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Self-Preservation 5 In Detail

Avarice in the Preservation Sphere

The Self-Preservation twists the Avarice of a 5 into a greed for survival, a greed for refuge from the outside world. They want to endure survival by finding a safe place from which they can withdraw and observe the world. They are very sensitive when it comes to their privacy and personal space. Their greed can also make them stockpile on resources, as they never feel like they're ready to go out in the world to survive. They are also obsessed with not wasting time and conserving their energy, but they ironically often internalize their anger, leading to them not being able to stand up for themselves and develop a hyper-adaptability to outside demands, as they don't want to waste any energy on conflict.

Ichazo called SP5 "Refuge", someone who seeks for a safe place from which they can watch the world[1], attempting to reach autonomy through denying their own needs.[2] Naranjo said that these people want to retain the little of what they have because it has anesthetized and restrained their voracity, they walk through life with very short steps and stop at a lot of doorsteps, almost without breathing.[2]

The following Trait Structure are a summarized description of the original descriptions taken from the Enneagram 5 book/Avaricia: mezquinos, arrogantes e indiferentes. The Book was written by devoted followers and students of Claudio Naranjo but published under his name and supervised by him.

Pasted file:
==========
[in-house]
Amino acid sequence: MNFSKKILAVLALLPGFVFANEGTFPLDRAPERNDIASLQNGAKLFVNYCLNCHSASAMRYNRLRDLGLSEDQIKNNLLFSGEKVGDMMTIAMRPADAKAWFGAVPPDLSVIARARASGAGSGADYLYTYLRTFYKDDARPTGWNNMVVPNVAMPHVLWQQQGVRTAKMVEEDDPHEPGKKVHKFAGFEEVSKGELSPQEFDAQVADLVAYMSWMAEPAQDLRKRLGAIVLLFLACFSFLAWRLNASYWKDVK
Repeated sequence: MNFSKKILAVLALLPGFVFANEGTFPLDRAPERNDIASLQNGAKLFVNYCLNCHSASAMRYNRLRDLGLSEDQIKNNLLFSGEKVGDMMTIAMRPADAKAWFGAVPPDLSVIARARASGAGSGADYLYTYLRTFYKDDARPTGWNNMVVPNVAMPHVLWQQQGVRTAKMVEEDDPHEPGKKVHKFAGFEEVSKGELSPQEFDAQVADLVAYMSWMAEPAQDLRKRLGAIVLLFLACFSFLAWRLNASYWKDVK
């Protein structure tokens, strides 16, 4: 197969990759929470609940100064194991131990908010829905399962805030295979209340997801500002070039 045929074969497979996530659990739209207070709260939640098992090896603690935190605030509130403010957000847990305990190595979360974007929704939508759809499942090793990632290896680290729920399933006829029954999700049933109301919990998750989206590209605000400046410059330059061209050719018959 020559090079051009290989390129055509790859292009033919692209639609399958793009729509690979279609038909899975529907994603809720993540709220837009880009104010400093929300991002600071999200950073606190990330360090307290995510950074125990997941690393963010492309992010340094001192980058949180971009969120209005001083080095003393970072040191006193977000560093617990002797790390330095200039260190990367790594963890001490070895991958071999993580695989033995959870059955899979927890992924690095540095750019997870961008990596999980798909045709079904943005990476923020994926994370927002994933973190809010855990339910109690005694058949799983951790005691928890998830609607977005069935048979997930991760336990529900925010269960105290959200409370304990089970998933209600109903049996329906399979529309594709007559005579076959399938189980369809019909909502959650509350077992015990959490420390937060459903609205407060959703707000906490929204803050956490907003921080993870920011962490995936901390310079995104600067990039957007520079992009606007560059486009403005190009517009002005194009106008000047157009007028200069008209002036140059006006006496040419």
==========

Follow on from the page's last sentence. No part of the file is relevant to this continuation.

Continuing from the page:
Trait Structure[3]


The conservation E5 keeps their emotions and thoughts to themselves. This subtype has learned to be self-sufficient, since he does not expect much from the world. They stick to themselves, being pessimistic about receiving care and protection, or being able to take what they need.

Not giving

This subtype has the fantasy that, by giving, it will lose what little it has. The conservation E5 fears commitment, since it implies a debt that he does not feel capable of satisfying. He wants to be completely free, without obstacles, without ties to anyone. They do not feel like they have much to give.


The conservation E5 withdraws from the world; detachment is a form of withdrawal. They do not feel the need to relate, nor are they interested. Deep down, they fear not being capable of filling the other's expectations.

Fear of being swallowed

The conservation E5 has the most difficulty with setting limits of the E5 subtypes. He feels used and abused, confirming his disappointment with the world. Anger is not expressed, rather, this subtype chooses to disappear. They protect their private space as much as possible, being susceptible to invasion.

Excessively docile

Over-docility leads this subtype to interfere with his own spontaneity and with his preferences. This over-docility would not be possible without a strongly repressed need for love.


The conservation E5 is independent, due to the fear of being swallowed, and due to the belief that he does not have much to give. He does not ask for help; the world is not to be trusted. This mistrust originated from the primary relationship with the caregivers, who did not respond adequately to the person. Experiencing great frustration when not being able to support others, the conservation E5 chooses to retire from relationships. Despite his self-sufficiency, his material life is often lacking, because he does not need much either. This subtype can choose low-paying jobs because he values independence above all else.

Emotionally insensitive

Despite being sensitive, the conservation E5 buries his emotions, and nobody knows about them. He has “learned” that what happens to him is not relevant, and that showing emotions will cause discomfort. He can forget how he feels, leading to anhedonia. It is difficult to express emotions.

Orientation to knowledge

Knowledge becomes a safeguard in the face of the world. It can be a way of relating to the other. Knowledge brings order and analysis to chaos. Everything is safer in the mind, where he is completely free and autonomous.